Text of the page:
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Bennett embarrassed at handling of Indian Act-changing bill

Indigenous affairs minister says she faces time crunch on bill proposing amendments how Indian status is acquired


 
Federal Indigenous Affairs Minister Carolyn Bennett talks with reporters at a meeting of the Atlantic Policy Congress of First Nations Chiefs Secretariat in Halifax on Wednesday, in an April 27, 2016, file photo. (Andrew Vaughan/CP)

Federal Indigenous Affairs Minister Carolyn Bennett talks with reporters at a meeting of the Atlantic Policy Congress of First Nations Chiefs Secretariat in Halifax on Wednesday, in an April 27, 2016, file photo. (Andrew Vaughan/CP)

OTTAWA – Indigenous Affairs Minister Carolyn Bennett says she was personally embarrassed by the handling of a piece of legislation designed to change sex-based rules in the Indian Act.

While speaking to a Senate committee on Wednesday night, Bennett admitted time constraints caused mistakes and for less engagement with First Nations than she would have liked.

The bill — a response to a Quebec Superior Court decision — proposes amendments to address differences in the ways men and women acquire status and how it is handed down to family members.

The government faces a time crunch because the court required a response be in place by February.

“My department’s failure to directly engage with the plaintiffs was not only unacceptable but embarrassing for me as minister,” Bennett said.

Bennett said she has since been in contact with each of the plaintiffs.

The bill was closely scrutinized by senators at the committee hearing on Wednesday, including Conservative Sen. Dennis Patterson from Nunavut.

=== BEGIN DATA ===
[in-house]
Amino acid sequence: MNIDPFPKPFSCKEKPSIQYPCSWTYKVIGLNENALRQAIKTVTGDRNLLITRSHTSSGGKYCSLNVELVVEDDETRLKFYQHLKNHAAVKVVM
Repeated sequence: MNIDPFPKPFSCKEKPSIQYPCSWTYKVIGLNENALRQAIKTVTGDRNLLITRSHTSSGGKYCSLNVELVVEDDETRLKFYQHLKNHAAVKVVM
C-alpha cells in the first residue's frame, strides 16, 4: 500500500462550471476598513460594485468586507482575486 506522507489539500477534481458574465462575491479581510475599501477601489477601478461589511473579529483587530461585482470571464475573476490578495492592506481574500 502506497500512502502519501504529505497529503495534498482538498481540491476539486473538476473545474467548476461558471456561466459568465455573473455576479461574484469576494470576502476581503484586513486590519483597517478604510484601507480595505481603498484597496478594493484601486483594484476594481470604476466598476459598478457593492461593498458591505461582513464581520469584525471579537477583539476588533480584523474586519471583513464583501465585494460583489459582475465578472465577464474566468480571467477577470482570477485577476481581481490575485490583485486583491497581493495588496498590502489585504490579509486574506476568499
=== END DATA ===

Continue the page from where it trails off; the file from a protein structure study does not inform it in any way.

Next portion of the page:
“Could we not do a better job with this bill … if we were to ask for a little more time to deal with it in the new fiscal year?” he said. “Yes, these people have been left out for decades but there are others that we should include that appear to have been left out.”

Bennett said she was not sure the court would grant an extension and added that a longer time frame would not allow for her to meaningfully engage with communities on issues beyond sex-based discrimination.

The legislation has also been criticized by groups including the Assembly of First Nations.

Bill S-3 will result in continued discrimination, said AFN women council chair Denise Stonefish.

The approach of the bill continues arbitrary federal control over First Nation identity, she said.

“We do welcome the removal of the sex and gender based discrimination from the Indian Act in principle … but it is important to remember why the Indian Act was created in 1876 and the bottom line was to assimilate our people,” she said in an interview.

The government plans to move ahead with a process for indigenous groups to examine broader issues around Indian registration, band membership and citizenship beginning in February.

The government is also adamant about moving beyond the Indian Act, Bennett said.

“I want you to see that this is a step in actually getting my department out of the business,” she said.


 

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